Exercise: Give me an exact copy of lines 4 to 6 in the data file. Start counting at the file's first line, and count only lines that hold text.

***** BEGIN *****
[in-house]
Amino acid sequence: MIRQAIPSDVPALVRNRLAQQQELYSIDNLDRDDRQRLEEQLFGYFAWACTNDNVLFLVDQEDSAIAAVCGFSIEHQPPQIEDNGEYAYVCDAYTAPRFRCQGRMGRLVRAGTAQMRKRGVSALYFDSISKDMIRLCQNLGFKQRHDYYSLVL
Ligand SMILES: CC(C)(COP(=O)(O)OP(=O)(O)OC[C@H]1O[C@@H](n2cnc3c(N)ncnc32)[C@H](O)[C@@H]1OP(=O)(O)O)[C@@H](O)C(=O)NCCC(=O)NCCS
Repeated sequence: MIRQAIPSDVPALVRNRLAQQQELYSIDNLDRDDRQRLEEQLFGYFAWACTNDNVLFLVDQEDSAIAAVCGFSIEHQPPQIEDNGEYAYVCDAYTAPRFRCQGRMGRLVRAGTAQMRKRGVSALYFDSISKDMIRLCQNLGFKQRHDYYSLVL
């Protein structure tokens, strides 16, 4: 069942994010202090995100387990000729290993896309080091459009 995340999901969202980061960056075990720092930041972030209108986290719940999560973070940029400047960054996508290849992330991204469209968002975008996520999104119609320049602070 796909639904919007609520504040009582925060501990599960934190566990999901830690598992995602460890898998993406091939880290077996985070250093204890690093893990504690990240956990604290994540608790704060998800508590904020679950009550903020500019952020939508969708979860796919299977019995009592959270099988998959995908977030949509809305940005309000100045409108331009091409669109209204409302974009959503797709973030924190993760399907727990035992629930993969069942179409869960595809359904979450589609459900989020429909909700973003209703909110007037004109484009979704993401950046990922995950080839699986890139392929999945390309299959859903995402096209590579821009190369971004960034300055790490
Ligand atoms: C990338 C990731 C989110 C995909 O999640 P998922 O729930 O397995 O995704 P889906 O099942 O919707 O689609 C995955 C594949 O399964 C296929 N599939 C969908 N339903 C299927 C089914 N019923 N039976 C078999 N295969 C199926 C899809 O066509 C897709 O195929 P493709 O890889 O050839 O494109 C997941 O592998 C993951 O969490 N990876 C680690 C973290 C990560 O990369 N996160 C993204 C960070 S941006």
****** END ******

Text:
Repeated sequence: MIRQAIPSDVPALVRNRLAQQQELYSIDNLDRDDRQRLEEQLFGYFAWACTNDNVLFLVDQEDSAIAAVCGFSIEHQPPQIEDNGEYAYVCDAYTAPRFRCQGRMGRLVRAGTAQMRKRGVSALYFDSISKDMIRLCQNLGFKQRHDYYSLVL
């Protein structure tokens, strides 16, 4: 069942994010202090995100387990000729290993896309080091459009 995340999901969202980061960056075990720092930041972030209108986290719940999560973070940029400047960054996508290849992330991204469209968002975008996520999104119609320049602070 796909639904919007609520504040009582925060501990599960934190566990999901830690598992995602460890898998993406091939880290077996985070250093204890690093893990504690990240956990604290994540608790704060998800508590904020679950009550903020500019952020939508969708979860796919299977019995009592959270099988998959995908977030949509809305940005309000100045409108331009091409669109209204409302974009959503797709973030924190993760399907727990035992629930993969069942179409869960595809359904979450589609459900989020429909909700973003209703909110007037004109484009979704993401950046990922995950080839699986890139392929999945390309299959859903995402096209590579821009190369971004960034300055790490
Ligand atoms: C990338 C990731 C989110 C995909 O999640 P998922 O729930 O397995 O995704 P889906 O099942 O919707 O689609 C995955 C594949 O399964 C296929 N599939 C969908 N339903 C299927 C089914 N019923 N039976 C078999 N295969 C199926 C899809 O066509 C897709 O195929 P493709 O890889 O050839 O494109 C997941 O592998 C993951 O969490 N990876 C680690 C973290 C990560 O990369 N996160 C993204 C960070 S941006």